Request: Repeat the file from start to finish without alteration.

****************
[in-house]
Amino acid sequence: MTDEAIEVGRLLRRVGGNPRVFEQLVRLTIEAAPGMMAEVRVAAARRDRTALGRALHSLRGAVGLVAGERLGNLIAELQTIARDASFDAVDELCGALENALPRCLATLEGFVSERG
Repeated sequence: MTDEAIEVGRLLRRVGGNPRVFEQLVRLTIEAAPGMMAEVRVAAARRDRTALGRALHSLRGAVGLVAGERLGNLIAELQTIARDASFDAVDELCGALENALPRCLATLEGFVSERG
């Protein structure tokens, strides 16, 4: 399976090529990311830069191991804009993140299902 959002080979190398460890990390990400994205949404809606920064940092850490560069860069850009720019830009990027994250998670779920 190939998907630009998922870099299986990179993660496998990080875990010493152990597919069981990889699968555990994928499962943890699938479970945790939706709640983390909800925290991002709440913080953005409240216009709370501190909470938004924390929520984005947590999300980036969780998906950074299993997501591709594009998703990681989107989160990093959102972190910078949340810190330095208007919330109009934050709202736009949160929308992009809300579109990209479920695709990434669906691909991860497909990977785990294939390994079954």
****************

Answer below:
[in-house]
Amino acid sequence: MTDEAIEVGRLLRRVGGNPRVFEQLVRLTIEAAPGMMAEVRVAAARRDRTALGRALHSLRGAVGLVAGERLGNLIAELQTIARDASFDAVDELCGALENALPRCLATLEGFVSERG
Repeated sequence: MTDEAIEVGRLLRRVGGNPRVFEQLVRLTIEAAPGMMAEVRVAAARRDRTALGRALHSLRGAVGLVAGERLGNLIAELQTIARDASFDAVDELCGALENALPRCLATLEGFVSERG
């Protein structure tokens, strides 16, 4: 399976090529990311830069191991804009993140299902 959002080979190398460890990390990400994205949404809606920064940092850490560069860069850009720019830009990027994250998670779920 190939998907630009998922870099299986990179993660496998990080875990010493152990597919069981990889699968555990994928499962943890699938479970945790939706709640983390909800925290991002709440913080953005409240216009709370501190909470938004924390929520984005947590999300980036969780998906950074299993997501591709594009998703990681989107989160990093959102972190910078949340810190330095208007919330109009934050709202736009949160929308992009809300579109990209479920695709990434669906691909991860497909990977785990294939390994079954």